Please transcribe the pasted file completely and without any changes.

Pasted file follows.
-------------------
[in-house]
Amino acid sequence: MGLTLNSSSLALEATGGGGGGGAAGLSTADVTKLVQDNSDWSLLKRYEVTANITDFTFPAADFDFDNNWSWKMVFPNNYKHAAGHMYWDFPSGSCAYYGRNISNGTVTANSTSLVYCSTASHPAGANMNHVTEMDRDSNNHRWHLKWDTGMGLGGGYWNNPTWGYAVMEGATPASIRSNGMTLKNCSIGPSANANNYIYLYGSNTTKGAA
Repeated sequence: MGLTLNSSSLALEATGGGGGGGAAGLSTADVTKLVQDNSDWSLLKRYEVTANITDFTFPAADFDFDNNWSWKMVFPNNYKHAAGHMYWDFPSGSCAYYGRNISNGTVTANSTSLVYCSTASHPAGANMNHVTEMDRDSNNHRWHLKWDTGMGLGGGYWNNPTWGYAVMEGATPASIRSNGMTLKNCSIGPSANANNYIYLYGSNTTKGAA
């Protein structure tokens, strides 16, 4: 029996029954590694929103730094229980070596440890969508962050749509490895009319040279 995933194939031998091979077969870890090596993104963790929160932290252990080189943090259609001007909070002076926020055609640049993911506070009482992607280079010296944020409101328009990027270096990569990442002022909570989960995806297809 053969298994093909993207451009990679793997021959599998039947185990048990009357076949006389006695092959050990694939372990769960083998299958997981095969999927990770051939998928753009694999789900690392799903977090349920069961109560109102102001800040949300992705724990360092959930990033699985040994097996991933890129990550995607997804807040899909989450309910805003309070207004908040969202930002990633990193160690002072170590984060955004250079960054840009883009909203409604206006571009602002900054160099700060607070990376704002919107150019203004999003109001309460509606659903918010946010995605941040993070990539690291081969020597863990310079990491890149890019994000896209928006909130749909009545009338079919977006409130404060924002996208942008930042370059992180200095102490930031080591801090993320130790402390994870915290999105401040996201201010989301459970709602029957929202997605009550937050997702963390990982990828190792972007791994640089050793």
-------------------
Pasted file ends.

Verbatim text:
[in-house]
Amino acid sequence: MGLTLNSSSLALEATGGGGGGGAAGLSTADVTKLVQDNSDWSLLKRYEVTANITDFTFPAADFDFDNNWSWKMVFPNNYKHAAGHMYWDFPSGSCAYYGRNISNGTVTANSTSLVYCSTASHPAGANMNHVTEMDRDSNNHRWHLKWDTGMGLGGGYWNNPTWGYAVMEGATPASIRSNGMTLKNCSIGPSANANNYIYLYGSNTTKGAA
Repeated sequence: MGLTLNSSSLALEATGGGGGGGAAGLSTADVTKLVQDNSDWSLLKRYEVTANITDFTFPAADFDFDNNWSWKMVFPNNYKHAAGHMYWDFPSGSCAYYGRNISNGTVTANSTSLVYCSTASHPAGANMNHVTEMDRDSNNHRWHLKWDTGMGLGGGYWNNPTWGYAVMEGATPASIRSNGMTLKNCSIGPSANANNYIYLYGSNTTKGAA
């Protein structure tokens, strides 16, 4: 029996029954590694929103730094229980070596440890969508962050749509490895009319040279 995933194939031998091979077969870890090596993104963790929160932290252990080189943090259609001007909070002076926020055609640049993911506070009482992607280079010296944020409101328009990027270096990569990442002022909570989960995806297809 053969298994093909993207451009990679793997021959599998039947185990048990009357076949006389006695092959050990694939372990769960083998299958997981095969999927990770051939998928753009694999789900690392799903977090349920069961109560109102102001800040949300992705724990360092959930990033699985040994097996991933890129990550995607997804807040899909989450309910805003309070207004908040969202930002990633990193160690002072170590984060955004250079960054840009883009909203409604206006571009602002900054160099700060607070990376704002919107150019203004999003109001309460509606659903918010946010995605941040993070990539690291081969020597863990310079990491890149890019994000896209928006909130749909009545009338079919977006409130404060924002996208942008930042370059992180200095102490930031080591801090993320130790402390994870915290999105401040996201201010989301459970709602029957929202997605009550937050997702963390990982990828190792972007791994640089050793």